European stocks retreated on Wednesday as investors weighed some mixed corporate results, with caution dominating markets ahead of this week's European Central Bank policy decision. The Stoxx Europe 600 index closed down 2.9% at 436.5 points. In Paris, the CAC 40 and the SBF 120 both fell by 3.6%. The Paris stock exchange's flagship index broke the 7,000-point barrier for the first time since the end of January. The DAX 40 in Frankfurt dropped 3.3%, while the FTSE 100 in London fell 3.8%. In Paris, Société Générale and BNP Paribas plunged 12.2% and 10.1% respectively, while Crédit Agricole shed 5.2%. German banks Deutsche Bank and Commerzbank declined by 9.3% and 8.7% respectively. The diversified Bolloré group (+8.3%) announced its intention to buy back 9.78% of its share capital in a simplified takeover bid, after recording an exceptional capital gain in 2022 from the sale of its transport and logistics activities in Africa. Yves Perrier has stepped down as chairman of the board of Amundi (-5.7%), the management company reported. The construction and concessions group Vinci (-4.4%) confirmed the continued recovery of its airport business and a decline in traffic on its motorways in February. Swedish fashion group Hennes & Mauritz, or H&M (-8.5% in Stockholm), reported slightly higher-than-expected revenue growth in the first quarter of its 2022-2023 financial year on Wednesday. Spanish ready-to-wear group Inditex (-5.1% in Madrid) signaled on Wednesday that its sales momentum had continued in the early part of the 2023-2024 financial year and that it would increase its dividend for the 2022-2023 financial year.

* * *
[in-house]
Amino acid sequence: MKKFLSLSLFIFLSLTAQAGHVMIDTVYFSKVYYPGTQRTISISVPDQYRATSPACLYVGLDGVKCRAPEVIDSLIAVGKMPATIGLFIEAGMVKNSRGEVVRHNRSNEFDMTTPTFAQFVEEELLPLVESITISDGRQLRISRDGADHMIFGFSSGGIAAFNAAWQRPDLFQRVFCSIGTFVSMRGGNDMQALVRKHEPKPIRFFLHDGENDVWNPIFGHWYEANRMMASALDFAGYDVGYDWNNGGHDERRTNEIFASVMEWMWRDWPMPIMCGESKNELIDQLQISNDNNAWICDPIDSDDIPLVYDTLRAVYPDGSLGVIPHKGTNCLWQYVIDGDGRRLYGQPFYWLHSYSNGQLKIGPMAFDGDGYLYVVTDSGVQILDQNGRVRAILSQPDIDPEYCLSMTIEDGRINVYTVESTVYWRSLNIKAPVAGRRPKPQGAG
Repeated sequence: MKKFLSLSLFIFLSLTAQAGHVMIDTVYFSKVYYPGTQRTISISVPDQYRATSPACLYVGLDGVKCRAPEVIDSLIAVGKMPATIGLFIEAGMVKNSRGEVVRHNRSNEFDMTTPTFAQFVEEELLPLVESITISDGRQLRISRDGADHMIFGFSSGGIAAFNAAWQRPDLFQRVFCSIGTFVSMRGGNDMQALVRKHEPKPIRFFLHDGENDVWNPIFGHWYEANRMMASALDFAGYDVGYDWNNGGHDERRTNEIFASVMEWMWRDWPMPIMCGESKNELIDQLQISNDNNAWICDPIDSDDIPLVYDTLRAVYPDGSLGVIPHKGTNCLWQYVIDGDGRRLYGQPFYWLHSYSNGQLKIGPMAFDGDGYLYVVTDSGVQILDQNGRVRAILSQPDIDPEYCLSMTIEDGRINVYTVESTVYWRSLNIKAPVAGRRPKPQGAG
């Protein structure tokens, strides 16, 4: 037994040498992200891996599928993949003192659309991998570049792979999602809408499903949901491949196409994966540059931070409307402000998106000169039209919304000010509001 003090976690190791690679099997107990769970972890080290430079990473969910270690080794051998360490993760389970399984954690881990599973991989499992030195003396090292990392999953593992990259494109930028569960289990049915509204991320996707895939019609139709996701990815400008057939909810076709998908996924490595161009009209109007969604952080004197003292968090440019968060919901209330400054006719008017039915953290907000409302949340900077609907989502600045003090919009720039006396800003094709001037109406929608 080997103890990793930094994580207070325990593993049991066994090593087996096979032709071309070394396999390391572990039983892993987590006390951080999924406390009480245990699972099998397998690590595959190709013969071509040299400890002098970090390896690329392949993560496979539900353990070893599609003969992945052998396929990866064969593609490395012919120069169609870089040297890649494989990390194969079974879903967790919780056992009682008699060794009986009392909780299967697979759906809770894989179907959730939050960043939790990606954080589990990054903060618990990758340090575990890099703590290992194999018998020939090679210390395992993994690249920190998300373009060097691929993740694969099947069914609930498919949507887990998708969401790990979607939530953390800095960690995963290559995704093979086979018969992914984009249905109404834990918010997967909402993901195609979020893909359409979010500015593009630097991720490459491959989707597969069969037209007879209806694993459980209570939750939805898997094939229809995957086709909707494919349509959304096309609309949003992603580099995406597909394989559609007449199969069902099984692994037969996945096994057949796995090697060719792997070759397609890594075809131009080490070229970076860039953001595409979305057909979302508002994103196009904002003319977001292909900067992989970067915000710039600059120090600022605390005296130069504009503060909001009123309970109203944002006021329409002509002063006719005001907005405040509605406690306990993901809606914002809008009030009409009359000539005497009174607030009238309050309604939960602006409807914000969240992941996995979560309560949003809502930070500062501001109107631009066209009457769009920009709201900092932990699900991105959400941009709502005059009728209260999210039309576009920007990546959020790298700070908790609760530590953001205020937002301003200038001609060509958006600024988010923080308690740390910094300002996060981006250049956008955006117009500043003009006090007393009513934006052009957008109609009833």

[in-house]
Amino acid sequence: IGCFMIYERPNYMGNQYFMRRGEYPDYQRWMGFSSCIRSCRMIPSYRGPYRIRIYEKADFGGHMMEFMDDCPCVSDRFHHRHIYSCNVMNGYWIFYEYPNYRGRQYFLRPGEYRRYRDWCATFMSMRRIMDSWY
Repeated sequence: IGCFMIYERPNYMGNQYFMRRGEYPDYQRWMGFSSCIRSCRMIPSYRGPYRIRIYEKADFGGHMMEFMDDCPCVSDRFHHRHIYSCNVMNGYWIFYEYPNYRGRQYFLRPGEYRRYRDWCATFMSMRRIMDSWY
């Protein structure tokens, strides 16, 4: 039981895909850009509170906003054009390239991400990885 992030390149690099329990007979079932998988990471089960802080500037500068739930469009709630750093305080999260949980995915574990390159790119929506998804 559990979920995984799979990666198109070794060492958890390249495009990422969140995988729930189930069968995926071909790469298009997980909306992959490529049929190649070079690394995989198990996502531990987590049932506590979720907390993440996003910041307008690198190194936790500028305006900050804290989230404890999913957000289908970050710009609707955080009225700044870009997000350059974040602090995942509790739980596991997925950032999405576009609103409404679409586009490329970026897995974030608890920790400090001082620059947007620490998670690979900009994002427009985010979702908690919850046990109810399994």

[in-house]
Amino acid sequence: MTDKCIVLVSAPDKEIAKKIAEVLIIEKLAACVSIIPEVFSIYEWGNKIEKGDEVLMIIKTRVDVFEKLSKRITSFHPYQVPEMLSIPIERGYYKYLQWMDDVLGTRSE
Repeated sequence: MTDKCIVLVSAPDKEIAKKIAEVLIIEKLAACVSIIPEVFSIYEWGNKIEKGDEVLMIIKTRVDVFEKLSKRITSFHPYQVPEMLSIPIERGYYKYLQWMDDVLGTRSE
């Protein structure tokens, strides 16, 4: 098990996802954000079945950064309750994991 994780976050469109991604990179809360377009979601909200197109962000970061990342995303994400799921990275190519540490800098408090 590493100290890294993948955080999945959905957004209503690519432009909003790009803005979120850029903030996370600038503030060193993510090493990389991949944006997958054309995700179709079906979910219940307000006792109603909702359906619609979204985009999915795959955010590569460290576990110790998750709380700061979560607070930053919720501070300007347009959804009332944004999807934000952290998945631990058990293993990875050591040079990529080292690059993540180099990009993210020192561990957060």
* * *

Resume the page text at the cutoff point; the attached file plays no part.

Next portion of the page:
Fallout from the banking storm whipsawed stocks, bonds and commodities Wednesday as investors fled to the relative safety of the U.S. Treasury market. Credit Suisse led a rout in European banking shares and U.S. stocks before Swiss regulators offered to shore up the bank, stoking a rebound. The S&P 500 ended the day down 27.36 points, or 0.7%, and the Dow Jones Industrial Average fell 280.83 points, or 0.87% - recovering more than half their intraday losses - while the Nasdaq Composite rebounded sharply and eked out a 0.05% gain. The nascent recovery in regional U.S. banking stocks ran out of steam. First Republic Bank, whose shares started tanking last week after investors zeroed in on its similarity to SVB, fell an additional 21%. Some of the nation’s biggest banks also declined, including Citigroup, down 5.4%, and Wells Fargo, which fell 3.3%. Technology stocks led the way higher with Netflix Inc. gaining 3% to close at $303.79. Charles Schwab Corp. , which had been caught in the earlier bank selloff rose 5.1% to $59.55. T-Mobile US has announced plans to acquire prepaid brands Mint Mobile and Ultra Mobile, as well as distributor Plum. T-Mobile intends to purchase the parent company of these companies, Ka'ena Corp, for $1.35 billion. A profit warning pushed the share of the fashion company Guess down by 5.4 per cent. The financially troubled wholesaler Boxed has to decide whether to sell or file for insolvency. The share price plummeted by around 50 per cent. A disappointing outlook dragged down the share price of the technology company Luna by 32 per cent.